Mwiko (cooking stick)
'Ugali' - This is the 'bread' that goes hand in hand with other side or vegetable dishes. It is very popular in East Africa (Kenya, Uganda and Tanzania.) 60% of that population consume it as a staple (main)food item. The further away you go from Kenya, the more the variations of the same 'bread' by way of name, ingredients and preparation.
You need -
- Plain white corn meal (flour)
- Cooking stick (called 'mwiko' in Kenya)
Add equal parts of both water and flour. Two cups of each caters for one adult. Assuming we are cooking 'ugali' for 4 adults:
- Add 8 cups of water to a pot and bring to a boil.
- Add 4 cups of flour and turn the heat to medium.
Allow to cook for 3 to 4 mins. Cover mix as it will start popping bubbles after 1 min of boiling. Take off lid and use the cooking stick to stir in the flour as it starts to harden.
- Add the rest of the flour half a cup at a time as you continue to stir it in as the mix hardens. Be careful not to add too much flour that cannot effectively mix. If you have a consistent pasty mix, stop adding flour. You may need to add flour only one tablespoonful at a time
- Get ready for a little work out. Be sure to be able to grab the pot handle real good, with one hand.
The goal is to get a good consistent paste/mix with the flour using the cooking stick in the other hand. Not too hard, not too soft. Keep mixing making sure to get to the bottom of the pot as the mix will tend
to stick. At intervals, allow to cook for 30 seconds to one minute at a time, not any longer. Keep doing this until you can smell a distinct cooked corn aroma and you have a consistent paste without dry flour ball in the mix. You can push down on the flour balls and crush them as you work the flour mix better. You can also crush the flour balls against the inside wall of the pot, around and around. Your total cook time is approximately 10 mins. Look out for the aroma. Phew! You are done!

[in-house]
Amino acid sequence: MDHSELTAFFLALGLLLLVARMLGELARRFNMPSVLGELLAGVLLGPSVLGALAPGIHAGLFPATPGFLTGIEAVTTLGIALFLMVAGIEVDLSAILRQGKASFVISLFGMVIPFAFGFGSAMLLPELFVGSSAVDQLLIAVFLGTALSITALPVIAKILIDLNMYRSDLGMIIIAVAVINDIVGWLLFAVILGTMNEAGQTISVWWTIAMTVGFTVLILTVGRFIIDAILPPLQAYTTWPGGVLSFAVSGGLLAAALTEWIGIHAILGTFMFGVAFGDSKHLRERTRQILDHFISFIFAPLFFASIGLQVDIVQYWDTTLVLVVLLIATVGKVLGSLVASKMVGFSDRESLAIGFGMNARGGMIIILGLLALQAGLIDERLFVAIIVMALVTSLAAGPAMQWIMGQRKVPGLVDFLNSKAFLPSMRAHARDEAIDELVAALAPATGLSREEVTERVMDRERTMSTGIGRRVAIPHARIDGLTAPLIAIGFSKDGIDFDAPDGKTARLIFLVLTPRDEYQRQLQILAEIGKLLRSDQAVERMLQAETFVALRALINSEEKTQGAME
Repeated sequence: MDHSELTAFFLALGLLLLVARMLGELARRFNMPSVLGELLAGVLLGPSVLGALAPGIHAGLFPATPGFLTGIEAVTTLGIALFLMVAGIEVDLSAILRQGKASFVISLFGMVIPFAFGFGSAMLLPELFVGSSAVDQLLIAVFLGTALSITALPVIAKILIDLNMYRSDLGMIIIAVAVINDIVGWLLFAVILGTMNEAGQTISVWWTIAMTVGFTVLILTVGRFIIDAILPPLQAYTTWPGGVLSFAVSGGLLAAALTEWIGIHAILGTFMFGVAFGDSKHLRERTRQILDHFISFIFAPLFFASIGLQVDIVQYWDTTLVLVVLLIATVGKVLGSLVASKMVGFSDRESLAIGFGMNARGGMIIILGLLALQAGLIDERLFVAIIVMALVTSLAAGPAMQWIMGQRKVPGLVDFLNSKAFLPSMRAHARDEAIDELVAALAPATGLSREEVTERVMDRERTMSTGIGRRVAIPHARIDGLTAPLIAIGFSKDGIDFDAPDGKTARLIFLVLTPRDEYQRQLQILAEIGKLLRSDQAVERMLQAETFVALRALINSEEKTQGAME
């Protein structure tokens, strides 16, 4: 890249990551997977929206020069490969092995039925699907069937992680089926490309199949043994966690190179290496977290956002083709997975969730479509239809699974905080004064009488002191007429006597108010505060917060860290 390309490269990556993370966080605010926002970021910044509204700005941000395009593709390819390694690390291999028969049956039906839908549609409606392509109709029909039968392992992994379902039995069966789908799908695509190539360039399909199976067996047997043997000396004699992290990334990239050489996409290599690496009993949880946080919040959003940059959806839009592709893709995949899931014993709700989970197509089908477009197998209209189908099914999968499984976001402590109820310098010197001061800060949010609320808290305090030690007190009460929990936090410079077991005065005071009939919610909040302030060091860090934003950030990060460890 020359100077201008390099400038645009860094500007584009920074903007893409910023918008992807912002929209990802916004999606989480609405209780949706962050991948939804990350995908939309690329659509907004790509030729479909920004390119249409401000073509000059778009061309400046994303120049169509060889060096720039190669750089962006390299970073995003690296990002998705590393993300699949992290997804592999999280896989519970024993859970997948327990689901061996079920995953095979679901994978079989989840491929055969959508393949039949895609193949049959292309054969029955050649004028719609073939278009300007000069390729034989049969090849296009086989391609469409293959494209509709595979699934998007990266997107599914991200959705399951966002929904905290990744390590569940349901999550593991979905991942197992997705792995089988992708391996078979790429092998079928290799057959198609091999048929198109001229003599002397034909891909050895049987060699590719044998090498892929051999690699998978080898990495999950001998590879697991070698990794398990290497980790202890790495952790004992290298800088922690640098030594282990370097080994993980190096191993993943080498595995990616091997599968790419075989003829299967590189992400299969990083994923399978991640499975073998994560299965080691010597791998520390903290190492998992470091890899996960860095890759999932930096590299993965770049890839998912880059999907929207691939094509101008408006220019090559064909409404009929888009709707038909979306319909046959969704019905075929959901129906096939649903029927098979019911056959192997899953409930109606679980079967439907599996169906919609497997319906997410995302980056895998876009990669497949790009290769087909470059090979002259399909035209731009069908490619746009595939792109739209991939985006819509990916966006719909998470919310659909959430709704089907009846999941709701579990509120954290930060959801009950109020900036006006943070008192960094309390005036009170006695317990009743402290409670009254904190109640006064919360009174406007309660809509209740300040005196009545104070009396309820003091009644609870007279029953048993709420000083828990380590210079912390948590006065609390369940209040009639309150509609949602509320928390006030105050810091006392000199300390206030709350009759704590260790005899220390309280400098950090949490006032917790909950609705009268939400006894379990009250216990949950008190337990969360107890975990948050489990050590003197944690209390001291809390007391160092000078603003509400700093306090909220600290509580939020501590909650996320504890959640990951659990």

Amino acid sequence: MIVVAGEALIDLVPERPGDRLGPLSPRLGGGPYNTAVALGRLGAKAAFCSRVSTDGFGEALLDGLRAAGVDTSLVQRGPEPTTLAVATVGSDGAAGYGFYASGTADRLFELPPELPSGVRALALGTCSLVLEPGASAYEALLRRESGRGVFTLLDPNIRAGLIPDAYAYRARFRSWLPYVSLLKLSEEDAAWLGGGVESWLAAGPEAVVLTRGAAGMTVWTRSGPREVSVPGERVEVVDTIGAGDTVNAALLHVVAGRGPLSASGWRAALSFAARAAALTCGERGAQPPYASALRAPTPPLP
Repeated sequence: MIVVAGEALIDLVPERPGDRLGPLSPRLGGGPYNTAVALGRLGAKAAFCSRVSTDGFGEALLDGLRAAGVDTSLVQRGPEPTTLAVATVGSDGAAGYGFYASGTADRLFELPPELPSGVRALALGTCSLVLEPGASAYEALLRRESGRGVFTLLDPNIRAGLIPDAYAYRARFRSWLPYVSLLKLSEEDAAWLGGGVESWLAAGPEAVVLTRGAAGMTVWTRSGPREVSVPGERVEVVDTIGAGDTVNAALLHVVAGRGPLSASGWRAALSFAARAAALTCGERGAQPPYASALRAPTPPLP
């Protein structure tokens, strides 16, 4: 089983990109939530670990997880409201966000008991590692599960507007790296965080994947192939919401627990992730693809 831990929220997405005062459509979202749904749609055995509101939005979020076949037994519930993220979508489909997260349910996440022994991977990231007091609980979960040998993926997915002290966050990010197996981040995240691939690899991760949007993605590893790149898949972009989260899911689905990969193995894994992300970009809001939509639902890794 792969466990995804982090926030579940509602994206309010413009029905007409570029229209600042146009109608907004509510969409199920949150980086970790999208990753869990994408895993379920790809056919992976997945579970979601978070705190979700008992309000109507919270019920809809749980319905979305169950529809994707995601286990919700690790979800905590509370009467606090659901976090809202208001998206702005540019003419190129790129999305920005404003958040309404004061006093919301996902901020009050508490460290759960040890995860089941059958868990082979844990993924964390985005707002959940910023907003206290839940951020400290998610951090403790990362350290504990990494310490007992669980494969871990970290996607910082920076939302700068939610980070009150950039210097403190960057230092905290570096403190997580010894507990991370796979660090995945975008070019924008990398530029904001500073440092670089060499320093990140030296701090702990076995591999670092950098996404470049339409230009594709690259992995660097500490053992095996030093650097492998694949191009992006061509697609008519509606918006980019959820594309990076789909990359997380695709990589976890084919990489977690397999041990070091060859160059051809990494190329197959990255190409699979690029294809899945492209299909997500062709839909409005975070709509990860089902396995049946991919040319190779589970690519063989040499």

- Get a medium-sized plate. Turn off heat source. Cover your pot with the plate bottom up. Keep your hand on the plate bottom.
Turn your pot downside up and your ugali should drop into the plate on your hand.
- Run some cold water over your cooking stick. Holding one side of the plate, use the wet stick to shape the ugali into a dome (upside down bowl) shape.
Use the same hot cooking pot to cover the ugali so that it stays hot and moist while you set the dinner table ready to serve.
- Be sure to soak the cooking stick and pot in water promptly for ease of cleaning later. When ugali hardens it can become a real chore to clean.
- Ugali is normally eaten with bare hands so be sure to wash your hands. Use any type of knife to cut the ugali. Soak the knife later too. Enjoy!
Ugali is popular hot with stewed meats, fish, beans and green vegetables of all sorts. Cold with hot tea in some communities as a breakfast item, especially leftover from the previous day!
Hope you enjoyed my Ugali recipe.
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